At present, much of the reporting on CCD is focused on neonicotinoids, which are pesticides that are applied to seeds prior to planting and which then get incorporated into the leaves and flowers of the resulting plant while it grows. There have been several recent studies which suggest that the exposure that bees receive to these chemicals causes a weakening of their immune systems, making them more susceptible to a variety of diseases and perhaps impairing their ability to navigate. The use of neonicotinoids has been banned in several European countries.

So are neonicotinoids the smoking gun for CCD? Perhaps, but let me explain why I am skeptical. Collectively, when we observe sudden change, we humans tend to assume that it must arise from a single cause. What is harder for us to wrap our minds around is that sudden changes can result from a combination of factors of through a process scientists call percolation.

A percolation occurs when a small change to system inputs results in sudden and dramatic change in its outputs. The most common and easiest-to-understand application of percolation theory describes the flow of fluids through a semi-porous media, such as water through a bed of coffee grounds or natural gas through an underground rock formation. If the void volume of the media is lower than the percolation threshold, then the flow of the liquid is zero since it can’t make it through. As the void volume increases, the flow is still zero until the percolation threshold is reached, at which point there is a sudden change in behavior of the system, and the fluid now flows through. Percolations also occur as the result of a combination of variables rather than the single-variable example of void volume I used here.

In a multi-variable system, the inputs can undergo significant change with no observable change in output. This may lead the observer to believe that these inputs do not have an effect on outputs. Then a critical point, the percolation threshold(3), is reached and things suddenly change.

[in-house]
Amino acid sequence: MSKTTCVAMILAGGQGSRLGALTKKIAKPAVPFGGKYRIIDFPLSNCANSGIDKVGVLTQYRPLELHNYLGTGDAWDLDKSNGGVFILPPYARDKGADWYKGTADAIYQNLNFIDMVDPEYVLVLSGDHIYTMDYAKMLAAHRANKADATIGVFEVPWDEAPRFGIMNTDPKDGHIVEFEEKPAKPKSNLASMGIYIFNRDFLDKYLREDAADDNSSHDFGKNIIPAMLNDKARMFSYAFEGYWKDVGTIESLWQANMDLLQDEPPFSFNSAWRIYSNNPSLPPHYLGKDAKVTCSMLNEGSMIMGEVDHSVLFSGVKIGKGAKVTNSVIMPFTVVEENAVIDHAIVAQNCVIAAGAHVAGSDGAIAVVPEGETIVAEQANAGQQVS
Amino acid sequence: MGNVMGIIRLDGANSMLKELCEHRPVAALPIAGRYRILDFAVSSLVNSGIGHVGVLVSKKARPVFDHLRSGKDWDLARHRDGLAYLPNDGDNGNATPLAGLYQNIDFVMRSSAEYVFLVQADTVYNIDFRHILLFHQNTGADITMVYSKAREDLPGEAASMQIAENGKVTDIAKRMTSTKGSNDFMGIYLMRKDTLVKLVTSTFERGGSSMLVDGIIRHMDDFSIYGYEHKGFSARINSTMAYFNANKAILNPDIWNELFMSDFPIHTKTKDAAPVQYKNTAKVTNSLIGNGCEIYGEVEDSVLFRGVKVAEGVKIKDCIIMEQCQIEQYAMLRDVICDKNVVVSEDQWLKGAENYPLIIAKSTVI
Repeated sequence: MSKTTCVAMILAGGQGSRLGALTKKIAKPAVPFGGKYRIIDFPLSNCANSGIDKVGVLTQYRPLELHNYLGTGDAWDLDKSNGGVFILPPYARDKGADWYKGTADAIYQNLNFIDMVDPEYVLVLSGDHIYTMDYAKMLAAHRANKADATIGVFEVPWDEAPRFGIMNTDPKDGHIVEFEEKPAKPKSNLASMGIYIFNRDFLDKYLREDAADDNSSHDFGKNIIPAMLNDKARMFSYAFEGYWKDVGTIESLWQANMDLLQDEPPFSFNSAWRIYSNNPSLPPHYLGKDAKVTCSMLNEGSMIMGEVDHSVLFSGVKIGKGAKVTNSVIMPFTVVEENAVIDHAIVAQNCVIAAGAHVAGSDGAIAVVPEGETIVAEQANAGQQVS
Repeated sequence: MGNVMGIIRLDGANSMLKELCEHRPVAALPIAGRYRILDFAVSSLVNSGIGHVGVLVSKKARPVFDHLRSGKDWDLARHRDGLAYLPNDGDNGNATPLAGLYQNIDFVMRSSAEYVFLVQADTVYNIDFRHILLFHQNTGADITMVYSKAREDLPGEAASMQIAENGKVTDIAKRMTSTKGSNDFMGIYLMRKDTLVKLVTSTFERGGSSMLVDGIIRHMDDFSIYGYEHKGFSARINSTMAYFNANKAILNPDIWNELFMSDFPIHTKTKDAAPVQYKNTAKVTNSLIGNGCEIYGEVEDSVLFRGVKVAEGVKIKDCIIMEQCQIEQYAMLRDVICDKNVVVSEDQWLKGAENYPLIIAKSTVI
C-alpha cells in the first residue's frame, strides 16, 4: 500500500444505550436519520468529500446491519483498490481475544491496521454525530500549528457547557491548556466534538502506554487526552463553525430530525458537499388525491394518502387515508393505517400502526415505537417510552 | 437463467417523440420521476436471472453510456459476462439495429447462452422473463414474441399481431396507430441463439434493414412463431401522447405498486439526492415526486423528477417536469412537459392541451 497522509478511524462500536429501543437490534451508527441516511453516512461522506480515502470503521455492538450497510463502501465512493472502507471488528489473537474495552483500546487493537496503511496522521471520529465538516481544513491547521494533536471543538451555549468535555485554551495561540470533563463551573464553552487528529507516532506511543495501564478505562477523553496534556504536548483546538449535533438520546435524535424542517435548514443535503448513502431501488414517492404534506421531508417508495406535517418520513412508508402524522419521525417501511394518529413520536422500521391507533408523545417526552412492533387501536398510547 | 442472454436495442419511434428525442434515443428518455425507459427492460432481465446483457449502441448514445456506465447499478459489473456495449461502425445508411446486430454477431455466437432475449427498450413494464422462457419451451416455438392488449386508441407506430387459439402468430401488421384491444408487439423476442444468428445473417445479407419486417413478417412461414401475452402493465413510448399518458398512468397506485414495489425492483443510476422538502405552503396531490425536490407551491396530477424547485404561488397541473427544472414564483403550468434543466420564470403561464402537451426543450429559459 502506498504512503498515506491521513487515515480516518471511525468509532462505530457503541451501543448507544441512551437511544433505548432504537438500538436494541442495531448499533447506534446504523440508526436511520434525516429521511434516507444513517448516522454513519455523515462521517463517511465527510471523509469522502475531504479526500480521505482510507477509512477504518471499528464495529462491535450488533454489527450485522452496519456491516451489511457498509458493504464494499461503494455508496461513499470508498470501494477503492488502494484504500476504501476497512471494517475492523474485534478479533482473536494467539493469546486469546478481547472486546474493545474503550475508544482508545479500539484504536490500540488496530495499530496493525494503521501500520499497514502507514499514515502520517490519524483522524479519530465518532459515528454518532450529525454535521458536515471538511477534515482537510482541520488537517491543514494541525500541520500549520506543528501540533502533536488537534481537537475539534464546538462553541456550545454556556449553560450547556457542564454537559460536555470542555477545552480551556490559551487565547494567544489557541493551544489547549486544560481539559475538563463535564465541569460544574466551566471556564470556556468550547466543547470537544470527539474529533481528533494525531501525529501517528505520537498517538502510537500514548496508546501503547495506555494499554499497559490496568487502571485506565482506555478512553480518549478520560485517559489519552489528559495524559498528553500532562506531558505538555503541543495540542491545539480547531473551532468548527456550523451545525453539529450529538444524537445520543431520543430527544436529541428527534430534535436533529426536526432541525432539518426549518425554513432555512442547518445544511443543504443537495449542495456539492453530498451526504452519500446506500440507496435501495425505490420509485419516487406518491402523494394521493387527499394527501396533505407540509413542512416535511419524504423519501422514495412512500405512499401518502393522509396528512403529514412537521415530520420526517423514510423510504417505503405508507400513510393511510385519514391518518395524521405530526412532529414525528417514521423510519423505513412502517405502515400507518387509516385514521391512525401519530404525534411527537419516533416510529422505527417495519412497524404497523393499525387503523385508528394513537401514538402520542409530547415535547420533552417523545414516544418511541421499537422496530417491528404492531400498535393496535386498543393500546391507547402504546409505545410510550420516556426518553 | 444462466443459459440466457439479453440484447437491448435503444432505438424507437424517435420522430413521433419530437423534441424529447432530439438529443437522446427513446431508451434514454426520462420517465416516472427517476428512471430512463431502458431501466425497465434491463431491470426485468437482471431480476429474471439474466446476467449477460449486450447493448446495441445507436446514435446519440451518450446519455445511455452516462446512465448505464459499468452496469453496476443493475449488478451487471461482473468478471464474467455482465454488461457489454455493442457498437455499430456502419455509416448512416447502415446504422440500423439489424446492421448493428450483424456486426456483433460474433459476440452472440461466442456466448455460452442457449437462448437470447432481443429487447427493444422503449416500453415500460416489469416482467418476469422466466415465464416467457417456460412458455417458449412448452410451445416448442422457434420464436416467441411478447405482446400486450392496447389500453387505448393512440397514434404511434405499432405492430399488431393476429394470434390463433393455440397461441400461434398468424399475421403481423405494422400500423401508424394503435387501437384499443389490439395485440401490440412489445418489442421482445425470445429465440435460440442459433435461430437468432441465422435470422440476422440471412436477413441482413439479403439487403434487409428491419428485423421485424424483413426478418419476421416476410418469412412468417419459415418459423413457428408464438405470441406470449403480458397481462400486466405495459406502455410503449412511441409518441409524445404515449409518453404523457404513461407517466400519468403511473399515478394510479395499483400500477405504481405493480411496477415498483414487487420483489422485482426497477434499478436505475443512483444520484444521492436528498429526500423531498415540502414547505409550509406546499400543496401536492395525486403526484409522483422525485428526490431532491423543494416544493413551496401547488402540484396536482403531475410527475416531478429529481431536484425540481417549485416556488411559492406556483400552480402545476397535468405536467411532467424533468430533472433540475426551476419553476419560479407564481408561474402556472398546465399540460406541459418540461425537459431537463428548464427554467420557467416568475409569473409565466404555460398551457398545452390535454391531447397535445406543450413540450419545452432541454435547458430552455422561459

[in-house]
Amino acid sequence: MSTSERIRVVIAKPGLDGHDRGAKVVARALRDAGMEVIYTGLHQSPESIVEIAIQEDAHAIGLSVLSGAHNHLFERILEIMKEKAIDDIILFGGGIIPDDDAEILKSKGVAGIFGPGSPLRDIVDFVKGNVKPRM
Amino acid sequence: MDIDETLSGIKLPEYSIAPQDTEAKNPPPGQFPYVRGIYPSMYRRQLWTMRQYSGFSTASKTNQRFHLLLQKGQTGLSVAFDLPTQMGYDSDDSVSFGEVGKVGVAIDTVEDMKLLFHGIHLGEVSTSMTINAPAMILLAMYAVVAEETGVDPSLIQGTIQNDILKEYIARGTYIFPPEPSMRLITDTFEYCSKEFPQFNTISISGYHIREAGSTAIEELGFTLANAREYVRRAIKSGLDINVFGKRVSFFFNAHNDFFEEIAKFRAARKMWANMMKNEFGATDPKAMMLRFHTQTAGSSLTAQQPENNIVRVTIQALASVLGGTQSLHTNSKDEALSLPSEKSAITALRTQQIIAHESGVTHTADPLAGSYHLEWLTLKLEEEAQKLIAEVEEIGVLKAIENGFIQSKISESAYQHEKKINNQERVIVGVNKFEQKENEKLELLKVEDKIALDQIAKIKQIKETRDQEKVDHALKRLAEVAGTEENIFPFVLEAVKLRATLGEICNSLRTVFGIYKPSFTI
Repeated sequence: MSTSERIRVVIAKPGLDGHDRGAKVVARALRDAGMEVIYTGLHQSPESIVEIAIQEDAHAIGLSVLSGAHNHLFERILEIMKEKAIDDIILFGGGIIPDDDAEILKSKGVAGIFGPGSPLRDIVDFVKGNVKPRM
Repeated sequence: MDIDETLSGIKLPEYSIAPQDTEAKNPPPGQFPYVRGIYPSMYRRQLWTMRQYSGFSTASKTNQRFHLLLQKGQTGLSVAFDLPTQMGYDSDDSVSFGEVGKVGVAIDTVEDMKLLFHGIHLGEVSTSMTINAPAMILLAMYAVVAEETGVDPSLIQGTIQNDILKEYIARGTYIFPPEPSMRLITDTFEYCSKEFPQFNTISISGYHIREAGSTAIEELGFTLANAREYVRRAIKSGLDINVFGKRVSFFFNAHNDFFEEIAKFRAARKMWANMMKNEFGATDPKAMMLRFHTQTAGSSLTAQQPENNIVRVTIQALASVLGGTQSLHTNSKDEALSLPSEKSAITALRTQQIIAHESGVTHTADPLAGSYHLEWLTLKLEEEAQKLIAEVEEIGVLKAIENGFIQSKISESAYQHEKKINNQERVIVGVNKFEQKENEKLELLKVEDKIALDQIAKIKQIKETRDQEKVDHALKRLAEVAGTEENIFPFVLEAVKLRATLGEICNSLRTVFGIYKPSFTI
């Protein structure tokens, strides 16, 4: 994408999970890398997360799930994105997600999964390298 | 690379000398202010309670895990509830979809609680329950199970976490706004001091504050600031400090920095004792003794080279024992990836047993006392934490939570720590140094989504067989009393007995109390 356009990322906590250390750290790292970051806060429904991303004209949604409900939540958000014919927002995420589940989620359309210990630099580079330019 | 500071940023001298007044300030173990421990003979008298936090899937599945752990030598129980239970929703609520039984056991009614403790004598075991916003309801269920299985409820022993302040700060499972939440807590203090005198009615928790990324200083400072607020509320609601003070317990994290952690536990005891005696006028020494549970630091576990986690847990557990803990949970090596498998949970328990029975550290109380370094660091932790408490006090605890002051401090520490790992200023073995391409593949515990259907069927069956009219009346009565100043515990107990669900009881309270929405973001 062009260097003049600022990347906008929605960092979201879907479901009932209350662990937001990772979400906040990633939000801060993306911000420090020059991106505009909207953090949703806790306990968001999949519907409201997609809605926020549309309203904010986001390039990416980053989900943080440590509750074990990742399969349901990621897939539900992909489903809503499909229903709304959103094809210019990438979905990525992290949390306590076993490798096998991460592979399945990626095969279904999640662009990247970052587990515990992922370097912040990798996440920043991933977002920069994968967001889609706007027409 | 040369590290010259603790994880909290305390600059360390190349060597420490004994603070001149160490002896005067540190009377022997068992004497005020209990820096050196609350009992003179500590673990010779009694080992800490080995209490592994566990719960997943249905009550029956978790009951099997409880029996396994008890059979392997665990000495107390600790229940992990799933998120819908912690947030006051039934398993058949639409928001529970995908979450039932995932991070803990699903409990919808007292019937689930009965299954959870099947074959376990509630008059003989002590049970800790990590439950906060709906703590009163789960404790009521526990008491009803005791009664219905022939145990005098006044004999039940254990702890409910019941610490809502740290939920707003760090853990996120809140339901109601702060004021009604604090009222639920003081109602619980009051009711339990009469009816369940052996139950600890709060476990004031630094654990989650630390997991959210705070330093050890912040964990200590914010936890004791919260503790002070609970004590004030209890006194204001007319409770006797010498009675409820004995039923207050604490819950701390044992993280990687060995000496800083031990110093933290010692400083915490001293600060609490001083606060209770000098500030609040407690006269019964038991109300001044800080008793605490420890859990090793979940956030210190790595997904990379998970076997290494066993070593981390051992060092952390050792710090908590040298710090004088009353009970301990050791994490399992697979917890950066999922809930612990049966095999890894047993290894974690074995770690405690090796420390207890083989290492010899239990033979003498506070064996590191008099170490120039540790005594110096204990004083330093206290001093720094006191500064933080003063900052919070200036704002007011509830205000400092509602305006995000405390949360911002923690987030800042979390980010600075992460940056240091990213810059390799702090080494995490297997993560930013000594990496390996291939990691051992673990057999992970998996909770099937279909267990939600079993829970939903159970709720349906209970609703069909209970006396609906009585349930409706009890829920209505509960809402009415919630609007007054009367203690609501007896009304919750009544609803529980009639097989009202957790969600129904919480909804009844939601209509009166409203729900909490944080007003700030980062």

Let’s apply percolation theory to bee hive survival. The input variables are all of the stresses I listed above, and the output we are monitoring is hive loss over the winter. Consider that the transport of bees across the country by truck has been ongoing for decades with no change in hive loss. This can naturally lead to the conclusion that it has no negative impact on bees, so the practice continues to grow. The same phenomena with the other inputs such as monoculture farming expand, and again everything seems fine. Then a percolation threshold is reached involving a combination of these variables, and the rate of hive loss jumps up dramatically.

To my point of view, beekeeping in the U.S. crossed a complex percolation threshold in 2007. Since the root cause of the problem is complex and multi-variable, the response to the problem must be as well. I will discuss what I think can and should be done, as well as what I believe the local response should be, next week.

Have a comment or question? Use the interface below, or send me an email to commonscience@chapelboro.com.

(1) If you know what to look for, these two percentages should tell you that something has gone quite wrong. How can it be that 90% of the plants with which we co-evolved require pollination, but only 30% of our food calories come from pollinated plants? In part, this is because humans are omnivores rather then vegetarians. But it is also an outcome of the Western diet which relies on eating seeds such as corn and wheat, rather than leaves and fruits. We would all be better off if we ate more leaves and fruits, and would also be even more dependent on pollinators for our food supply.

(2) Of the stresses on bees, this factor does not receive much attention. The honey bees used in most of the developed world are the same species, and the queens are bred in only a few places and selected for docility. This sort of breeding reduces gene pool diversity over time and reduces the robustness of the species. This includes the bees I am buying this weekend. I discuss my internal conflict over this next week.

(3) Whenever I think about percolation theory (yes, I am nerdy enough that I do think about things like this), I always think about the game Blokus. In the beginning, putting your pieces on the board is easy, simple, and free flowing. You feel like this is a silly game which could be played by four year olds. Then all of a sudden, there is no where left to go; the board has percolated.